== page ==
Moscow and NATO are both proceeding with nuclear exercises, even as tensions escalate over Russian President Vladimir Putin’s threats to use “all means available” — including atomic weapons — to defend land he claims to be Russian.
The drills come as Russia steps up its missile attacks on Ukraine, nearly eight months into its invasion and as its troops struggle to make headway on the ground. Putin has recently moved to annex parts of Ukraine, and is mobilizing as many as 300,000 Russian reservists.
The difficulties facing Russia’s military in Ukraine have raised concerns that Putin could yet resort to some sort of nuclear strike, although U.S. and European officials say they have detected no change in Moscow’s nuclear posture or any unusual movement of its atomic stocks.
The Russian defense ministry said in a statement Thursday that it conducted exercises involving an unspecified number of Yars mobile ground-based missile systems, with troops testing how to hide them from aerial reconnaissance systems and protect them from saboteurs on the ground. More than 3,000 troops and about 300 vehicles took part, according to the statement. It’s unclear if those drills will continue into Friday or beyond.
Moscow has not yet stated if it plans to conduct a Grom strategic nuclear exercise, which traditionally takes place in October and generally involves submarines, planes and missiles. Russia did not hold the drills in 2021 due to the COVID-19 pandemic, although Grom exercises were held in February of this year, shortly before it invaded Ukraine on Feb. 24. Belarusian President Alexander Lukashenko watched those strategic tests with Putin from a monitoring center at the Kremlin.
Asked about the potential for another Russian nuclear exercise soon, NATO Secretary General Jens Stoltenberg replied “we have monitored Russian nuclear forces for decades and of course we will continue to monitor them very closely.”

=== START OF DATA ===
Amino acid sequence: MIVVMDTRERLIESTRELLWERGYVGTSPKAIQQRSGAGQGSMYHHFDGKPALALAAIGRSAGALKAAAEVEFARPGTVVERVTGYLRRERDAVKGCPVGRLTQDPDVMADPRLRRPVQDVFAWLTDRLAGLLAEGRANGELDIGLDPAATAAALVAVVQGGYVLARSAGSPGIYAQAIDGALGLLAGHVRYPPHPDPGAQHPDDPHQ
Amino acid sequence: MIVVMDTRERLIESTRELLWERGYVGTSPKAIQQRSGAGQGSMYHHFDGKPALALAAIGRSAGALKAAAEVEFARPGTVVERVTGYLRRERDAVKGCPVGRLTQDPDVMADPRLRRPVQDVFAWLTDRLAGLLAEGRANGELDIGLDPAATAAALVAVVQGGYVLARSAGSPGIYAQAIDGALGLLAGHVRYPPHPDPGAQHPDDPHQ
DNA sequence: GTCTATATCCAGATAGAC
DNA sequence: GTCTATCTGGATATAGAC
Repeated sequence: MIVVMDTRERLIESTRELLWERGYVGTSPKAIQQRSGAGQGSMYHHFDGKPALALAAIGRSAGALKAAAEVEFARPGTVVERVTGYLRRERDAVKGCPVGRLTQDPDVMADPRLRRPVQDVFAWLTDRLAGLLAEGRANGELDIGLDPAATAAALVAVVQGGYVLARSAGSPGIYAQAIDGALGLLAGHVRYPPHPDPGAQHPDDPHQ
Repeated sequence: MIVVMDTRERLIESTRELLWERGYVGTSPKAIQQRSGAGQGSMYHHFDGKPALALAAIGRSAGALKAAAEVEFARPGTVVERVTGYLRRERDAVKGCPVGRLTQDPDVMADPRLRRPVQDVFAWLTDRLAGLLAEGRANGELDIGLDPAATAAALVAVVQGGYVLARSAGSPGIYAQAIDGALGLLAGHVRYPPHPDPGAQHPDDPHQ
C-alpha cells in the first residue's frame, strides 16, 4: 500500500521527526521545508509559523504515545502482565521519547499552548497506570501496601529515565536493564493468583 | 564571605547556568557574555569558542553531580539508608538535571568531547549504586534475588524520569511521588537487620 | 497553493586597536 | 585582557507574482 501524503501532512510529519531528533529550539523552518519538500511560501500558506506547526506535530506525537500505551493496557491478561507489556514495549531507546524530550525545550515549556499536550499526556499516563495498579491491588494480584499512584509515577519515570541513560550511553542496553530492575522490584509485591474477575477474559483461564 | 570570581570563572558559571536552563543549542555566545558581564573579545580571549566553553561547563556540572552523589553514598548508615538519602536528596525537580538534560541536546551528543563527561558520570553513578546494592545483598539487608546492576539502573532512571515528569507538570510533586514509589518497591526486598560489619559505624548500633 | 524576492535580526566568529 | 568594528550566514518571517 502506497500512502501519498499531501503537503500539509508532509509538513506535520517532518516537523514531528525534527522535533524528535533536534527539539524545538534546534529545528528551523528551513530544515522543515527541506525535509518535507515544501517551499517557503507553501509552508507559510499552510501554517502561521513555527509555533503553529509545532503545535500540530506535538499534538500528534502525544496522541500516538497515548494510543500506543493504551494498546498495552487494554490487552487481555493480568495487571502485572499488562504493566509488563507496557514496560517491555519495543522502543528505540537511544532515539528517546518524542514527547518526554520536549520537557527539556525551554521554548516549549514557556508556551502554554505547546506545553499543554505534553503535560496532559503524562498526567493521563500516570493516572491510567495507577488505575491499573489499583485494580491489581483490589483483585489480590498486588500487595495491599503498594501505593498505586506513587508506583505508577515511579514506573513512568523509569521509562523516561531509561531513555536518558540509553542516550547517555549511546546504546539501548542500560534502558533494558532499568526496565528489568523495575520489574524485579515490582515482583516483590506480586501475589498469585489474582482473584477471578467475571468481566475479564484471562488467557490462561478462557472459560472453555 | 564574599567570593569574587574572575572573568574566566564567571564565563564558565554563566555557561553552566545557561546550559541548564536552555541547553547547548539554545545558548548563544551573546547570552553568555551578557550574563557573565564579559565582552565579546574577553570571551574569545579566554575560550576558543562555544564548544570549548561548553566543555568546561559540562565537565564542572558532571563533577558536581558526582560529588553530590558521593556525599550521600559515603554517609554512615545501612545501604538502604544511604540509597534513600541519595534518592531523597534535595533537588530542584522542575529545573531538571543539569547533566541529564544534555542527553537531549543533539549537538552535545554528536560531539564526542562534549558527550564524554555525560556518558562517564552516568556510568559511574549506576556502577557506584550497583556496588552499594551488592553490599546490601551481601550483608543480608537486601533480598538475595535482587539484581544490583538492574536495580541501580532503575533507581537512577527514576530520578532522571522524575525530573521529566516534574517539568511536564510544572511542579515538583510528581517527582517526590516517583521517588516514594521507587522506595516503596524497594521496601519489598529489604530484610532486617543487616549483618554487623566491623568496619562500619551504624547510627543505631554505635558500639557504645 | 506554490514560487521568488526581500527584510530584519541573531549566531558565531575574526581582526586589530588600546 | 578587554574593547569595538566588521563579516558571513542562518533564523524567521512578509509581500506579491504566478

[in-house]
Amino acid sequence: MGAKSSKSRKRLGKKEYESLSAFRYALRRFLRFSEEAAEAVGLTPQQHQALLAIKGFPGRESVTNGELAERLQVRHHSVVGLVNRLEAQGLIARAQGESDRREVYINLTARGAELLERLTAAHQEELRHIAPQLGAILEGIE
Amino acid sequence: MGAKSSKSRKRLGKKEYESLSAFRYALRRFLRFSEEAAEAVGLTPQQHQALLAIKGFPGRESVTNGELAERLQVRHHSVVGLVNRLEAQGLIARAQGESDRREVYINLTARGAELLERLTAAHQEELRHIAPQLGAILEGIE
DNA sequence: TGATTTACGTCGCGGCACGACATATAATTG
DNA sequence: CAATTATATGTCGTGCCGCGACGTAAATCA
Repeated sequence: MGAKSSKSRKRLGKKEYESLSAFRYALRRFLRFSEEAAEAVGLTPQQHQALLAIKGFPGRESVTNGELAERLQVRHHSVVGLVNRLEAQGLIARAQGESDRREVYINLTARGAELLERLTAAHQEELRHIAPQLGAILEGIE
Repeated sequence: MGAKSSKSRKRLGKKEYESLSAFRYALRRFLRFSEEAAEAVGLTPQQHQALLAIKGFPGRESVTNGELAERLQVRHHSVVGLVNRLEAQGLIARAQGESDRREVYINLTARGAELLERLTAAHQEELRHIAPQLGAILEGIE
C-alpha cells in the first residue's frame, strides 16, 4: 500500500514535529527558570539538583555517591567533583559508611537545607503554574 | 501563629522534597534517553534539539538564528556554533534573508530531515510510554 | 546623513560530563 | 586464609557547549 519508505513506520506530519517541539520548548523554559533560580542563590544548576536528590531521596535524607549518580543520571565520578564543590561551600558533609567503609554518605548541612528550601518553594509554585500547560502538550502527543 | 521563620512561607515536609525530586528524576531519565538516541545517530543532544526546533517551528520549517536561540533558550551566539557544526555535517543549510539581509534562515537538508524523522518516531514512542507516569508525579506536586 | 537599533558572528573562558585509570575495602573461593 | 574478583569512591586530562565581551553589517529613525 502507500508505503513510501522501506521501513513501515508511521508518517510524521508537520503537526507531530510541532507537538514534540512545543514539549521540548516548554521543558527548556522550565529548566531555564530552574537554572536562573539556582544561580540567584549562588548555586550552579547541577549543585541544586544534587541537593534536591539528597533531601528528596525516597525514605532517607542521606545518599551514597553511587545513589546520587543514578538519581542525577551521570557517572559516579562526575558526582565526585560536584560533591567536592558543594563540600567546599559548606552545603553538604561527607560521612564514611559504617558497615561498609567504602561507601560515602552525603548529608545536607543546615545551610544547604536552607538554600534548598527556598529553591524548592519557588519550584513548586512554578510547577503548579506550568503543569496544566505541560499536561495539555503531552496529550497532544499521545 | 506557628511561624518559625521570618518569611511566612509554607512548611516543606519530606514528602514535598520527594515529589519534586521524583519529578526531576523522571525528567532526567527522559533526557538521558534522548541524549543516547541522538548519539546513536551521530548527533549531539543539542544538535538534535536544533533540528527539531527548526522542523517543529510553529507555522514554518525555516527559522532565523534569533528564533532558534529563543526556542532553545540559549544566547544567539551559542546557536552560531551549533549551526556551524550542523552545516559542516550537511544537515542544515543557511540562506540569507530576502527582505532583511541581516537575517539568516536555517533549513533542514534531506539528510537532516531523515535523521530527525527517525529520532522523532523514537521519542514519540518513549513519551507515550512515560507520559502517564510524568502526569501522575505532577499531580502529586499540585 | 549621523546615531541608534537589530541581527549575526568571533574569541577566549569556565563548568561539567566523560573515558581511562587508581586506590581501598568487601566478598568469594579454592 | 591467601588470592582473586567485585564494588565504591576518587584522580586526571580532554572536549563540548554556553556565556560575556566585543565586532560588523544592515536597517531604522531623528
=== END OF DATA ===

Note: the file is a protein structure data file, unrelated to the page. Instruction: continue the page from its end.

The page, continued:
“What I can say is that this exercise, the Russian exercise is an annual exercise, an exercise where they test their nuclear forces,” he told reporters Thursday in Brussels. “We will monitor that as we always do.”
Russia has conducted other military drills since its invasion of Ukraine, and they were not a prelude to bigger action against Kyiv.
Still, “if I were going to hide an attack, that’s how I would do it, exercises,” said William Alberque, director of strategy, technology and arms control at the London-based International Institute for Strategic Studies. He noted Russia had previously used exercises to mask preparations for attacks, including in its invasion of Georgia in 2008. In the case of Ukraine, Russia did not attempt to hide its military buildup on the border before it went in.
Moving from exercise to an operation could be fairly swift, making the window to assess and react to any switch very tight, according to a European defense official who asked not to be identified talking about sensitive matters.
Meanwhile, around 14 members of the North Atlantic Treaty Organization will take part in “Steadfast Noon” starting Monday and located in the western part of Europe, more than 621 miles from Russia’s border, according to a NATO official. The exercise, which runs for two weeks, will test a mix of more than 50 fighter, escort and surveillance jets as well as tankers needed for a nuclear mission, but will not use any live bombs.
The drills will involve flights from an air force base in the northeast of Belgium to test procedures related to the dropping of nuclear bombs, Belgian broadcaster VRT NWS reported, citing a person it did not identify.
Asked at a briefing earlier in the week whether there were concerns the NATO drills could further raise tensions with Russia, Stoltenberg said “it would send a very wrong signal if we suddenly now canceled a routine, long time planned exercise because of the war in Ukraine.”
Speaking to reporters in Brussels on Wednesday, U.S. Defense Secretary Lloyd Austin said allies continue to monitor for any shift by Russia toward using nuclear weapons.
“We’ve not seen any indicators at this point that would lead us to believe that,” Austin said. “But again, it’s not something we look at once and leave alone; this is something we remain focused on 24 hours a day, seven days a week.”
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